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CCNA Security 1.0.1 ...
CCNA Security 1.0.1
Instructor Packet Tracer Manual
All contents are Copyright © 1992–2010 Cisco Systems, Inc. All rights reserved. This document is Cisco Public Information. Page 2 of 5
• Configure routers as NTP clients.
• Configure routers to update the hardware clock using NTP.
• Configure routers to log messages to the syslog server.
• Configure routers to timestamp log messages.
• Configure local users.
• Configure VTY lines to accept SSH connections only.
• Configure RSA key pair on SSH server.
• Verify SSH connectivity from PC client and router client.
The network topology shows three routers. You will configure NTP and Syslog on all routers. You will configure SSH on R3.
Network Time Protocol (NTP) allows routers on the network to synchronize their time settings with an NTP server. A group of NTP clients that obtain time and date information from a single source have more consistent time settings and Syslog messages generated can be analyzed more easily. This can help when troubleshooting issues with network problems and attacks. When NTP is implemented in the network, it can be set up to synchronize to a private master clock, or to a publicly available NTP server on the Internet.
The NTP Server is the master NTP server in this lab. You will configure the routers to allow the software clock to be synchronized by NTP to the time server. Also, you will configure the routers to periodically update the hardware clock with the time learned from NTP. Otherwise, the hardware clock will tend to gradually lose or gain time (drift) and the software clock and hardware clock may become out of synchronization with each other.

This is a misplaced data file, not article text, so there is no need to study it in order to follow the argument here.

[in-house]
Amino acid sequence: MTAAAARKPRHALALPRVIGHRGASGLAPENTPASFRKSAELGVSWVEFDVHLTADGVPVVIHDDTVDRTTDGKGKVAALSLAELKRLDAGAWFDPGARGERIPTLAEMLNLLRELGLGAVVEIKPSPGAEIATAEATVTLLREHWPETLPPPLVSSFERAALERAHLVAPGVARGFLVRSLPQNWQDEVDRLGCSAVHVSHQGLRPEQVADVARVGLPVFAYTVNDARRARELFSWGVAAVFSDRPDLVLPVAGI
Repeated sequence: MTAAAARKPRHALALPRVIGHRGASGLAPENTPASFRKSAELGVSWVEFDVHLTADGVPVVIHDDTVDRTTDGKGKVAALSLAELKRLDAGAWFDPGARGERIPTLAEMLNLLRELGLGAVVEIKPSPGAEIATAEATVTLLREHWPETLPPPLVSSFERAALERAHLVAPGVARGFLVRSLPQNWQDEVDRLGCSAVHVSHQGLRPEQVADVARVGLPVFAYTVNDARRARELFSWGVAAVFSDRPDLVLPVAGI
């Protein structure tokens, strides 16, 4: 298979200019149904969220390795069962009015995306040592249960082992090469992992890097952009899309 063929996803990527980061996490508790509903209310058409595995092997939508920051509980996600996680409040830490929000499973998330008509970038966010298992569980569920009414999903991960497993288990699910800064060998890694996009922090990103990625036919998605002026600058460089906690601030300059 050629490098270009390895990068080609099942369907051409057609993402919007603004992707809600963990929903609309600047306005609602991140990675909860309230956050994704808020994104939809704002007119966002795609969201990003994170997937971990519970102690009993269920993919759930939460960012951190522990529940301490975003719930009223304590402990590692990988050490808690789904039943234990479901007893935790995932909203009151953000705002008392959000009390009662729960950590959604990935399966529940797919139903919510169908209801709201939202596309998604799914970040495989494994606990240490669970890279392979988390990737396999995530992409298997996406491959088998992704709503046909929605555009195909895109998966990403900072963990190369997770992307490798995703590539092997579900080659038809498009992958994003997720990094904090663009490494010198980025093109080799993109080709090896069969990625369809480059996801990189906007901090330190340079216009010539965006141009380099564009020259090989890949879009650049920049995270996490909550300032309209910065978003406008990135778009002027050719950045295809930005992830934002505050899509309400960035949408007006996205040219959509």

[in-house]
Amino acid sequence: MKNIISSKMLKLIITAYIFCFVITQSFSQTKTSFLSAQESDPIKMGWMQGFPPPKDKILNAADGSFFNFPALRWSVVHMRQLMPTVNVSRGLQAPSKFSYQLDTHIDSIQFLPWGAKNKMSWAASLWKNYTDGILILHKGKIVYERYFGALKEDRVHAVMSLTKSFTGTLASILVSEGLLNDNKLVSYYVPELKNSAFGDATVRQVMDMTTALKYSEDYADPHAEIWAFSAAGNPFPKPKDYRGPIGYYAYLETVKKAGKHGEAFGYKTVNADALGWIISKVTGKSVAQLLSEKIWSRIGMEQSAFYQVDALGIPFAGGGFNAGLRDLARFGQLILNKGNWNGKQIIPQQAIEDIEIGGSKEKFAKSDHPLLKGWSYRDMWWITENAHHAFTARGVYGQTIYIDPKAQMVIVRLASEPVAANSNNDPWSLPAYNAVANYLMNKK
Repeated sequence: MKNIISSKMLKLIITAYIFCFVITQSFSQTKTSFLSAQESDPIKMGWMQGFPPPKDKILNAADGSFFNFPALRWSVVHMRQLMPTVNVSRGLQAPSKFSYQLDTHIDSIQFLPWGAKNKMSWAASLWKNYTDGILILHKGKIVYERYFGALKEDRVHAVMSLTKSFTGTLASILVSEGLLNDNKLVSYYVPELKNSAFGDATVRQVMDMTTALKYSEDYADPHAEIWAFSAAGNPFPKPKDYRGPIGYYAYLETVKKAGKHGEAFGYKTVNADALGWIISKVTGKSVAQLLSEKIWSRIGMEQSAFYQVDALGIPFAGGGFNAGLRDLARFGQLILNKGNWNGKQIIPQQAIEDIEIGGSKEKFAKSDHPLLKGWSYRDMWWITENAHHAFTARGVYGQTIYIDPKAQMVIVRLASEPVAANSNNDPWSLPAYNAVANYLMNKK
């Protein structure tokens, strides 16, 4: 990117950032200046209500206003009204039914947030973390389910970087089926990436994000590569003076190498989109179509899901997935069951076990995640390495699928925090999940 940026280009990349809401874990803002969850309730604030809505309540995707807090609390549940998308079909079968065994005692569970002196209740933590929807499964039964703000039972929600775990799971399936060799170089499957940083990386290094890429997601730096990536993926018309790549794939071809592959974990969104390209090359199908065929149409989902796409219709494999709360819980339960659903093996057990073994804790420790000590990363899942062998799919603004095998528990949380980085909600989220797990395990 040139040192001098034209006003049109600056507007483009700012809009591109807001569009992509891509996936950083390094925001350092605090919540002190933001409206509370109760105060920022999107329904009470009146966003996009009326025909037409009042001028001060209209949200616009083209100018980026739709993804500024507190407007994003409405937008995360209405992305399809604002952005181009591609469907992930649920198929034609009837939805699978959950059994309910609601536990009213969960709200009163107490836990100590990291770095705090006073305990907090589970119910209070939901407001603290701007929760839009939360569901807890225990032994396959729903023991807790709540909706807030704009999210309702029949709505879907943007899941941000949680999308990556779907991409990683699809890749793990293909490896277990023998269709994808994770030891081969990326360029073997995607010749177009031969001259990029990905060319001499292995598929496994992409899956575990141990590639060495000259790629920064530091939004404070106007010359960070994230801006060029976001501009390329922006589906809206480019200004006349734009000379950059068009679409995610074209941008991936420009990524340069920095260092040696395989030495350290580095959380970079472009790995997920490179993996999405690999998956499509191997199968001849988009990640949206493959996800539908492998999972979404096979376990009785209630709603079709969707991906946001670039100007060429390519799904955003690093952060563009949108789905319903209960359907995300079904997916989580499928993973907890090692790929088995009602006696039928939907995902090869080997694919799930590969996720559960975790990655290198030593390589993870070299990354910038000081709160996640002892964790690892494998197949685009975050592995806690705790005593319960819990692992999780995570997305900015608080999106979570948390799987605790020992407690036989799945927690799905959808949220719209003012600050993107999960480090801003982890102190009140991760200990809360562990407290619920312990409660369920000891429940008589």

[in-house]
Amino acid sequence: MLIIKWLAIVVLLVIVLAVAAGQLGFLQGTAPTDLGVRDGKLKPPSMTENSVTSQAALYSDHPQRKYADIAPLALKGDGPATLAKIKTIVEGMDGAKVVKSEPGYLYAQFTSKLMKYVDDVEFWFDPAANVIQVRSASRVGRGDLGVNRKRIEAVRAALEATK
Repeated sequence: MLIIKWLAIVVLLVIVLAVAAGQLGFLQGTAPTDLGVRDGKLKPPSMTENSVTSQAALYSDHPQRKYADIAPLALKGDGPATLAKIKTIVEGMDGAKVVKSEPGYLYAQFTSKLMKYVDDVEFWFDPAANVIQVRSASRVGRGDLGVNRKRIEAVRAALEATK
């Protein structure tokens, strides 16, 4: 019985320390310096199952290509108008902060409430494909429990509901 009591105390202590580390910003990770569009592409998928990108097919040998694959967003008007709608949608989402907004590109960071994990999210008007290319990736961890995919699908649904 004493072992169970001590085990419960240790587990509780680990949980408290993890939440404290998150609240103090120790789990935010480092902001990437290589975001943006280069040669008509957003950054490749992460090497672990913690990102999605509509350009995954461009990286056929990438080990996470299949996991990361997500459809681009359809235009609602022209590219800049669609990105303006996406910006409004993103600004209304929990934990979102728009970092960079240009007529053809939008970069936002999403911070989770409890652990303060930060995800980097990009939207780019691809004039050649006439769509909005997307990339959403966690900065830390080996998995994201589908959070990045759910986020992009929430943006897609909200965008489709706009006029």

The Syslog Server will provide message logging in this lab. You will configure the routers to identify the remote host (Syslog server) that will receive logging messages.
You will need to configure timestamp service for logging on the routers. Displaying the correct time and date in Syslog messages is vital when using Syslog to monitor a network. If the correct time and date of a message is not known, it can be difficult to determine what network event caused the message.
R2 is an ISP connected to two remote networks: R1 and R3. The local administrator at R3 can perform most router configurations and troubleshooting; however, since R3 is a managed router, the ISP needs access to R3 for occasional troubleshooting or updates. To provide this access in a secure manner, the administrators have agreed to use Secure Shell (SSH).
You use the CLI to configure the router to be managed securely using SSH instead of Telnet. SSH is a network protocol that establishes a secure terminal emulation connection to a router or other networking device. SSH encrypts all information that passes over the network link and provides authentication of the remote computer. SSH is rapidly replacing Telnet as the remote login tool of choice for network prof